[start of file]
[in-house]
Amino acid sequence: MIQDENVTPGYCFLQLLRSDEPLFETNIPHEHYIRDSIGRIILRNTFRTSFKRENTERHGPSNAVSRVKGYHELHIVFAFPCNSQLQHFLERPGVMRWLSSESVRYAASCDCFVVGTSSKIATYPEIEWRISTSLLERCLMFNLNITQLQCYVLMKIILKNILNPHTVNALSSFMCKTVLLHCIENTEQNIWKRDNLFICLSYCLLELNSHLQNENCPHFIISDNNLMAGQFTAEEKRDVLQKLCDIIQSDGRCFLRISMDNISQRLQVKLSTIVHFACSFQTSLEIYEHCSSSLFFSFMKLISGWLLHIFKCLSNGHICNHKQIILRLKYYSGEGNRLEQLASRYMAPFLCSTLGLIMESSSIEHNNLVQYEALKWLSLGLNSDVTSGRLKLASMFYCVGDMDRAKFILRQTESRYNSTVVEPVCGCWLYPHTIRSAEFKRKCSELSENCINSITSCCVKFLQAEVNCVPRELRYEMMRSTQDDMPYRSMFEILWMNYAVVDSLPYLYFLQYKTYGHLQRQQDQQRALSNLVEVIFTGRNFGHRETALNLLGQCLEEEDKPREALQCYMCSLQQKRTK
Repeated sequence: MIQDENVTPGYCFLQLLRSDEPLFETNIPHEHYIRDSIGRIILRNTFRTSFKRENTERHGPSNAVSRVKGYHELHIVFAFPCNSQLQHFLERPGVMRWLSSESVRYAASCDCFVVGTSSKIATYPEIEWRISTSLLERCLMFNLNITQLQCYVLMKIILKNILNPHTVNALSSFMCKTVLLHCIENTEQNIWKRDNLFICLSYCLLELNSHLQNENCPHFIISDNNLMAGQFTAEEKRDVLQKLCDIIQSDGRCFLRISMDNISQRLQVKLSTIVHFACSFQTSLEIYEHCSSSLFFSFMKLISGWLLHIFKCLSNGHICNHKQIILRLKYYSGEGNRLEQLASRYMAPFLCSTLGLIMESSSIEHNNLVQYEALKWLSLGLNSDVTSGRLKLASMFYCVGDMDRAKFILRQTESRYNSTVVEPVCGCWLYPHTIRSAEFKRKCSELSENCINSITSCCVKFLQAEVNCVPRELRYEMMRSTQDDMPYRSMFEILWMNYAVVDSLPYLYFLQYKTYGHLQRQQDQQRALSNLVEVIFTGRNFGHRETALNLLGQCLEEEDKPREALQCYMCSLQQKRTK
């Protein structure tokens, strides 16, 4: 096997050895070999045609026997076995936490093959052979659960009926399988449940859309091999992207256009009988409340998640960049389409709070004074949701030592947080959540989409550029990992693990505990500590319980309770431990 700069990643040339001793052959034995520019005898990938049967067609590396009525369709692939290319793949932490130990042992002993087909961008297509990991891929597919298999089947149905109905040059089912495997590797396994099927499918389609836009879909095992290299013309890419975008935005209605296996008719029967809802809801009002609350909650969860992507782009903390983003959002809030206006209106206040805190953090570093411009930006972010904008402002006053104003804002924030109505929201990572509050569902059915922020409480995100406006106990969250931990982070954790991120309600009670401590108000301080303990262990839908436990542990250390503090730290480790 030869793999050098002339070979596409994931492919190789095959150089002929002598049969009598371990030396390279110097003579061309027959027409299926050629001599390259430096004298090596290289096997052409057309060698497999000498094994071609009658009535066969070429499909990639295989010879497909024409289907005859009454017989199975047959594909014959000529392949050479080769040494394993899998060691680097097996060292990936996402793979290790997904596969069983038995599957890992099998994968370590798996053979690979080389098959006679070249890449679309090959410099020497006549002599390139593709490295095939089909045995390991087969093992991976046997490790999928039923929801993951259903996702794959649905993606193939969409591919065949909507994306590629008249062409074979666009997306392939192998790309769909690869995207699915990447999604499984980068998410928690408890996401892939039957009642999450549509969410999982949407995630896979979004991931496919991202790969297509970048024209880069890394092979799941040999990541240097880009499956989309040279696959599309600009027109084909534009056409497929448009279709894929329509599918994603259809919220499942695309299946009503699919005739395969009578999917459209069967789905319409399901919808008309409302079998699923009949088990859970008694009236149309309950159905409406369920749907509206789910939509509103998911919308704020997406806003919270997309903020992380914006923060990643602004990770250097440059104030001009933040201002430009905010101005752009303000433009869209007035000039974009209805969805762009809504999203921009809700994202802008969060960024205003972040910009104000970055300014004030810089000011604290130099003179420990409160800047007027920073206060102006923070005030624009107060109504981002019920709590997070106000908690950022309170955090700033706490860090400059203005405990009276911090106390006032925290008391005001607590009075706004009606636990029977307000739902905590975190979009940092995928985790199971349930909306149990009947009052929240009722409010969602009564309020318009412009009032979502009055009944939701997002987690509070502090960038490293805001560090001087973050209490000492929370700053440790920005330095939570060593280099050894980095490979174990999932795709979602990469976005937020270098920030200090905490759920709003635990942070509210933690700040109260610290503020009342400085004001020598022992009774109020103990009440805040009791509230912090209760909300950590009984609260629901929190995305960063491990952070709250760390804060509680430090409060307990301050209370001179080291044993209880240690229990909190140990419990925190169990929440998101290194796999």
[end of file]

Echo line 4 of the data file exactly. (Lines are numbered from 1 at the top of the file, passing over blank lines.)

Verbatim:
């Protein structure tokens, strides 16, 4: 096997050895070999045609026997076995936490093959052979659960009926399988449940859309091999992207256009009988409340998640960049389409709070004074949701030592947080959540989409550029990992693990505990500590319980309770431990 700069990643040339001793052959034995520019005898990938049967067609590396009525369709692939290319793949932490130990042992002993087909961008297509990991891929597919298999089947149905109905040059089912495997590797396994099927499918389609836009879909095992290299013309890419975008935005209605296996008719029967809802809801009002609350909650969860992507782009903390983003959002809030206006209106206040805190953090570093411009930006972010904008402002006053104003804002924030109505929201990572509050569902059915922020409480995100406006106990969250931990982070954790991120309600009670401590108000301080303990262990839908436990542990250390503090730290480790 030869793999050098002339070979596409994931492919190789095959150089002929002598049969009598371990030396390279110097003579061309027959027409299926050629001599390259430096004298090596290289096997052409057309060698497999000498094994071609009658009535066969070429499909990639295989010879497909024409289907005859009454017989199975047959594909014959000529392949050479080769040494394993899998060691680097097996060292990936996402793979290790997904596969069983038995599957890992099998994968370590798996053979690979080389098959006679070249890449679309090959410099020497006549002599390139593709490295095939089909045995390991087969093992991976046997490790999928039923929801993951259903996702794959649905993606193939969409591919065949909507994306590629008249062409074979666009997306392939192998790309769909690869995207699915990447999604499984980068998410928690408890996401892939039957009642999450549509969410999982949407995630896979979004991931496919991202790969297509970048024209880069890394092979799941040999990541240097880009499956989309040279696959599309600009027109084909534009056409497929448009279709894929329509599918994603259809919220499942695309299946009503699919005739395969009578999917459209069967789905319409399901919808008309409302079998699923009949088990859970008694009236149309309950159905409406369920749907509206789910939509509103998911919308704020997406806003919270997309903020992380914006923060990643602004990770250097440059104030001009933040201002430009905010101005752009303000433009869209007035000039974009209805969805762009809504999203921009809700994202802008969060960024205003972040910009104000970055300014004030810089000011604290130099003179420990409160800047007027920073206060102006923070005030624009107060109504981002019920709590997070106000908690950022309170955090700033706490860090400059203005405990009276911090106390006032925290008391005001607590009075706004009606636990029977307000739902905590975190979009940092995928985790199971349930909306149990009947009052929240009722409010969602009564309020318009412009009032979502009055009944939701997002987690509070502090960038490293805001560090001087973050209490000492929370700053440790920005330095939570060593280099050894980095490979174990999932795709979602990469976005937020270098920030200090905490759920709003635990942070509210933690700040109260610290503020009342400085004001020598022992009774109020103990009440805040009791509230912090209760909300950590009984609260629901929190995305960063491990952070709250760390804060509680430090409060307990301050209370001179080291044993209880240690229990909190140990419990925190169990929440998101290194796999």